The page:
I am ... reflecting upon the nature of fact as observed in fiction, and, indeed, fiction in fact. That is why the scholar-squirrels fascinate me much more than the scholars because they are like barometers, ever responsive to any change in the national weather. This bad period in American history has been, paradoxically, a good period for American history writing. [...] But pure history, if such a thing could be, is flawed because "history will never reveal to us what connections there are, and at what times, between…." For the novelist it is the imagining of connections that brings life to what was. Finally, "History," as Tolstoy also observed, "would be an excellent thing if only it were true." Perhaps, in the end, truth is best imagined, particularly if it is firmly grounded in the disagreed- as well as agreed-upon facts.


A site for bookaholics

This appears to me to be an E-book links aggregator. See blog entries for Lincoln, Tecumseh Sherman, and the Civil War.

Some explanatory here.

Carlyle and Marx on the Ohio

I see from the papers that the backlash against the Lincoln Bicentennial has begun and it is the material, not the principle, driving initial complaints.

Citizens Against Government Waste: "We're concerned that while this money is being spent, other priorities are being under-funded... We think making sure kids get a proper education and health care is a lot more important than this celebration."

Expect to hear more of that. I'm expecting formulas along the lines of "Lincoln would prefer us to ..."

Meanwhile, Indiana's would-be celebrators, having submitted their wish-list for state funding, are now having to make-do with a measely one million dollars. Guys, no hard feelings, check back with us in a hundred years.

The heritage tourism noises coming out of Indiana are fascinating - as they would be when no one has seriously pondered the question "Why do this?"
"People just do not associate Indiana with having such an important part in Lincoln's development and his life," [Connie] Nass said. "Certainly his life was formed from many of the values he learned while in Indiana."
Connie Nass, chairwoman of Indiana's bicentennial commission, has here espoused a core Marxist belief in "Historical Materialism." Wikipedia actually uses a variation of her quote to define the term. Marx: "... it is not the consciousness of men that determines their existence, but, on the contrary, their social existence that determines their consciousness."

Indiana forming Lincoln. Kentucky forming Lincoln. Illinois forming Lincoln. Historical Materialism is now the subtext of these state celebrations. If you are not a Marxist, you can still subscribe to Nass's unconscious equivalent. You did not, after all, need to be a Marxist to be a socialist in Marx's day; he called the competition "naive socialists." Here we have naive historical materialists.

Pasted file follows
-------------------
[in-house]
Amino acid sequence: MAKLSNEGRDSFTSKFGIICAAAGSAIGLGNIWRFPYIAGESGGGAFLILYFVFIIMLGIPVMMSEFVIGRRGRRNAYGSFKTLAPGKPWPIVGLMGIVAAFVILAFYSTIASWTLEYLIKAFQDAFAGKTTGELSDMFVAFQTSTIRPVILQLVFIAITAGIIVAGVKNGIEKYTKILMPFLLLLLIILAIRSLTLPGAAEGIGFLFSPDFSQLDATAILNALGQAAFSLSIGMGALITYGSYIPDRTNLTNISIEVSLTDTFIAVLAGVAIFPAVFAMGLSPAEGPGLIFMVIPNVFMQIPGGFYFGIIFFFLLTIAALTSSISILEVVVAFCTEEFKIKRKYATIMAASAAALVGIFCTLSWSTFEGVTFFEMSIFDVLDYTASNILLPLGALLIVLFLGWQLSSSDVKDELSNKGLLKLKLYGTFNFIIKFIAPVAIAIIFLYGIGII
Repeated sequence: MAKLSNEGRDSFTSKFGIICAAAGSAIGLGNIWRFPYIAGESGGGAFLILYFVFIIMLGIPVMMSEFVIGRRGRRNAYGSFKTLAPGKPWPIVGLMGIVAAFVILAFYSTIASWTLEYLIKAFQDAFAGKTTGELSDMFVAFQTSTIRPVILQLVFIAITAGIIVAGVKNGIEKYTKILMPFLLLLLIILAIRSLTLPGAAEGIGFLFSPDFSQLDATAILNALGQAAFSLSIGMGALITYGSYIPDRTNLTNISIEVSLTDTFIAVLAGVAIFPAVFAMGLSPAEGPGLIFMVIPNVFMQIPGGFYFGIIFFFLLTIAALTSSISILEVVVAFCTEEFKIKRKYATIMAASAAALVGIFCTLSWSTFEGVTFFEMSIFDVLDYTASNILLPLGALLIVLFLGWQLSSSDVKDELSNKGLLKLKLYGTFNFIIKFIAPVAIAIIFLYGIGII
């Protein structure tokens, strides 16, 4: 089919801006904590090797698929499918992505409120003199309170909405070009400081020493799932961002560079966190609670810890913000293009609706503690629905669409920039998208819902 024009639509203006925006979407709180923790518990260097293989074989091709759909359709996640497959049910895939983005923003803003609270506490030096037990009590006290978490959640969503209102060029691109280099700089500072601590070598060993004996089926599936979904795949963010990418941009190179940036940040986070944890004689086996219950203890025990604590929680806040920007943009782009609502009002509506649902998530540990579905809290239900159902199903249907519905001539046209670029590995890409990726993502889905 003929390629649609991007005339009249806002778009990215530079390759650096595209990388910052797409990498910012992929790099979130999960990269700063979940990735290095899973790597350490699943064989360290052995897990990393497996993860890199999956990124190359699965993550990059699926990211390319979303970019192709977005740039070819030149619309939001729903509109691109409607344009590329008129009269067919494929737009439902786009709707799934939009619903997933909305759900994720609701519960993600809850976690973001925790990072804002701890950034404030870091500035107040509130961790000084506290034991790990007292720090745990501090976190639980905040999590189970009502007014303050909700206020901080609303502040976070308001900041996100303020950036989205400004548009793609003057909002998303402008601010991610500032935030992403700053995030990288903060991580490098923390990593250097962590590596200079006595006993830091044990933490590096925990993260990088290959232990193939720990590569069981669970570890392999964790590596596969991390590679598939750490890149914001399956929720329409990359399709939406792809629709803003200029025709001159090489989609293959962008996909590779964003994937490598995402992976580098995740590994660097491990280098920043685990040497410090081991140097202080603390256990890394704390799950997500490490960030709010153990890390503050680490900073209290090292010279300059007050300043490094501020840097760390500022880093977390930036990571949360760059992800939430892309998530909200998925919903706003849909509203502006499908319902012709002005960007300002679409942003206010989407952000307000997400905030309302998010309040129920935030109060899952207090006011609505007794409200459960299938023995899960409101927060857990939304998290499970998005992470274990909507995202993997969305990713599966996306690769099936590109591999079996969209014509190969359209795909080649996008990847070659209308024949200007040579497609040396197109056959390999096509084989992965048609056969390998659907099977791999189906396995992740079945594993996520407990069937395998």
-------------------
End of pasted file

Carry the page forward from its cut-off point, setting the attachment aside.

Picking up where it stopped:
What happens to Lincoln next, after HM is done with him is that he is remanded to Thomas Carlyle's Great Man school of history. Carlyle: "The history of the world is but the biography of great men."

If you are not on board with Historical Materialism or The Great Man Theory, you are going to have a rough Bicentennial. Promise.

Now here's the fun part, the piece I'm really looking forward to. Forget the tourism spokespersons for a moment. The big show is going to be all those Lincoln authors on TV, radio, billboards, in newspapers, talking out of their thoughtless, implicit HM/GM positions who are going to hit a solid wall of academic hostility and scorn. See much HM around campus lately? Seen any GM in the last 50 years?

So now you know where the Bicentennial fireworks show will be.


Baltimore's Civil War Museum to close

Baltimore's Civil War Museum is slated to close on September 1, to remain closed until an organization other than the Maryland Historical Society volunteers to shoulder the cost of running the place.

The museum seems seriously short of knick-knacks and rubber Lincolns, according to this blogger:
After reading an article in the Sun the other day saying that the Baltimore Civil War Museum and the Fells Point Maritime Museum are probably going to be closing ... Paul and I decided we should go check them out while we still had the chance.

Before going to the museums I totally expected that the Civil War museum would be much more interesting than the maritime museum. I was sorely mistaken. I probably wouldn't bother going to the civil war museum. I don't really think you're missing anything. Basically they just tell the story of the fight that occurred in Baltimore as Union troops from Massachusetts were on their way to DC and had to stop in Baltimore to change trains. Shots were fired and the first casualties of the civil war occurred. They basically just tell this story in panels along the wall with a bit more information on slavery and the Underground Railroad in Maryland. There are no artifacts or anything to look at. You might as well just stay home and read the informtion in a book or on the internet as opposed to going to the museum to stand there and read it off the wall. There is also a short video that basically just repeats everything you just read. So the maritime museum was definitely better.

Dred Scott's sesquicentennial

Someone remembered the anniversary of the Dred Scott decision - a museum in St. Louis - and the local press managed to run a 1,500-word story about it without mentioning the name of Montgomery Blair. Notice also the local historian making Gallagher-type utterances: